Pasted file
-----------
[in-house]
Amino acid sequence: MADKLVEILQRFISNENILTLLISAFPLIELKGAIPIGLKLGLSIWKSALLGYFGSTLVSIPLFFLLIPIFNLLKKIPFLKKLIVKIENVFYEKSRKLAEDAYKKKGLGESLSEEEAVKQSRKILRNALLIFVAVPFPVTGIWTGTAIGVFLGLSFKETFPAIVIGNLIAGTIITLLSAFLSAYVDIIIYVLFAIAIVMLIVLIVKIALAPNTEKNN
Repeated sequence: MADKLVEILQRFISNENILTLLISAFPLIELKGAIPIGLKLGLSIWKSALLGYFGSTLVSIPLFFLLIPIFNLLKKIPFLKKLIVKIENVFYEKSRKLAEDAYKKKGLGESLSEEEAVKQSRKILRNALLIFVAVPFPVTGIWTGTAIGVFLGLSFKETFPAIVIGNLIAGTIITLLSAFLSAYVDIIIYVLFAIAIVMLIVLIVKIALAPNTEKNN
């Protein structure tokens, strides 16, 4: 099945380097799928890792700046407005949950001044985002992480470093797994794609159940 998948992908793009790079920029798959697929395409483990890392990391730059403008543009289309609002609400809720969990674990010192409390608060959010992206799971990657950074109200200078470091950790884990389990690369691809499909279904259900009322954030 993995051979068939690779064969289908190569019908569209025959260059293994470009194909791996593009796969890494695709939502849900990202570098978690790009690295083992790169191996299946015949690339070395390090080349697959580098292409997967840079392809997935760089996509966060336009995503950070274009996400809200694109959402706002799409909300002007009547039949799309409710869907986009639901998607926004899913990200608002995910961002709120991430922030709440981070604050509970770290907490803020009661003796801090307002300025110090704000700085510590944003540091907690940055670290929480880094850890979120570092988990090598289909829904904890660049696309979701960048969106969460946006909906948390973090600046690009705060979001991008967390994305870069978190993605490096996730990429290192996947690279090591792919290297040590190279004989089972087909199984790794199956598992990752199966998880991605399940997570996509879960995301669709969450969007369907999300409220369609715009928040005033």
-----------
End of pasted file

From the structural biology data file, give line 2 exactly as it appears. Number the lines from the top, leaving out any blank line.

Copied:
Amino acid sequence: MADKLVEILQRFISNENILTLLISAFPLIELKGAIPIGLKLGLSIWKSALLGYFGSTLVSIPLFFLLIPIFNLLKKIPFLKKLIVKIENVFYEKSRKLAEDAYKKKGLGESLSEEEAVKQSRKILRNALLIFVAVPFPVTGIWTGTAIGVFLGLSFKETFPAIVIGNLIAGTIITLLSAFLSAYVDIIIYVLFAIAIVMLIVLIVKIALAPNTEKNN